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What to know about six-week ban, ectopic pregnancy


Claire Ockner, 21, of Columbus, participates in an abortion rights protest at the Ohio Statehouse after the U.S. Supreme Court decision to overturn Roe v. Wade.

Ohio’s six-week abortion ban became law last week, just hours after the U.S. Supreme Court overturned Roe v. Wade and punted control of the procedure to states.

Republican lawmakers passed legislation in 2019 that prohibits abortions after about six weeks into a pregnancy. Advocates for abortion access sued over the measure, known as the heartbeat bill, and a federal judge put the law on hold while the fate of Roe was determined.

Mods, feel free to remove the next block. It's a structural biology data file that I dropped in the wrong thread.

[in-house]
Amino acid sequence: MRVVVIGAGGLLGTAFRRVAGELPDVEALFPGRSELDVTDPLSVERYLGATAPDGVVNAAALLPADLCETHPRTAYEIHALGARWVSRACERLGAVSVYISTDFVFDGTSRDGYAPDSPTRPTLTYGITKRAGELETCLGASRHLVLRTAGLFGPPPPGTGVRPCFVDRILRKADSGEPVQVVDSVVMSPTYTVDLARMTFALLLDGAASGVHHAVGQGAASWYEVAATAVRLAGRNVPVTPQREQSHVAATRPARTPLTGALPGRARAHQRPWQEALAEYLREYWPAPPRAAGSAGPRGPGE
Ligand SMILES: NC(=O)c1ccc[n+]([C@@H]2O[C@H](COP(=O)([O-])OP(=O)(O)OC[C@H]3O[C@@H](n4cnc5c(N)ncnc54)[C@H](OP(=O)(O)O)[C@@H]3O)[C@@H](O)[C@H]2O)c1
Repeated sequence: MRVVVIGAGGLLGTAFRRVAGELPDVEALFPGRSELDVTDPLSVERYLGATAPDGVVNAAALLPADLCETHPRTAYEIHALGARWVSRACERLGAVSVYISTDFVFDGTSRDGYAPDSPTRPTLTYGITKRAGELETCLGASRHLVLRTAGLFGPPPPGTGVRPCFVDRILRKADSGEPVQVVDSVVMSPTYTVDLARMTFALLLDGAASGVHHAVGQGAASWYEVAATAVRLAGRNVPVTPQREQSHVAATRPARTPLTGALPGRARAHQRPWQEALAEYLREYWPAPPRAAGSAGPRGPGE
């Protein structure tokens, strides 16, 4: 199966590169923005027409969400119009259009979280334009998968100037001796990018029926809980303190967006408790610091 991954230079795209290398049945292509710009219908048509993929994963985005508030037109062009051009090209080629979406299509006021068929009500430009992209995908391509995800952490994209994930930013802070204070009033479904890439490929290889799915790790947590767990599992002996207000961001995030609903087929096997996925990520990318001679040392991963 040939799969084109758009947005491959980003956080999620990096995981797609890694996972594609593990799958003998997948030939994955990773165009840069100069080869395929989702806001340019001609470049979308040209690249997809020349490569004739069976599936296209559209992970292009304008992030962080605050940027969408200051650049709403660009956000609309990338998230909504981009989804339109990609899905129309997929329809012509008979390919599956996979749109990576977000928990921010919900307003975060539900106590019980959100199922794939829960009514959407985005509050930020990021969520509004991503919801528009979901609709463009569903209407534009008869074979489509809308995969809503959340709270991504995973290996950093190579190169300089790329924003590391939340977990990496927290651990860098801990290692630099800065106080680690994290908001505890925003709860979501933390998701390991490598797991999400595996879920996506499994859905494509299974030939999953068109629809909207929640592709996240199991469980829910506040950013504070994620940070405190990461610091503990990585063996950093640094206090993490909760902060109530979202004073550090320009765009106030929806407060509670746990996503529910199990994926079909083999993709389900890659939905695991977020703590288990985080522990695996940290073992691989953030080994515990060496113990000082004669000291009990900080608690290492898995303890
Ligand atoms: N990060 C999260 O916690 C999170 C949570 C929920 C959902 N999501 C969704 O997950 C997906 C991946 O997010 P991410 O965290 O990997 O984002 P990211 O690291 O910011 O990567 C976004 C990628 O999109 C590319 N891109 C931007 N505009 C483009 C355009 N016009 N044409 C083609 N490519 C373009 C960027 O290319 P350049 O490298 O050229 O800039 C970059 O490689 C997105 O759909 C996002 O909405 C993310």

The court lifted the injunction in that case late Friday at the request of Attorney General Dave Yost, allowing the law to take effect.

Here’s what you need to know about the six-week ban.

When is abortion legal in Ohio?

Abortions are permitted until cardiac activity is detected, which usually occurs at about six weeks gestation. Physicians mark the start of a pregnancy by the first day of the person’s last menstrual period, so many people don’t know they’re pregnant before six weeks unless they have a regular cycle. 

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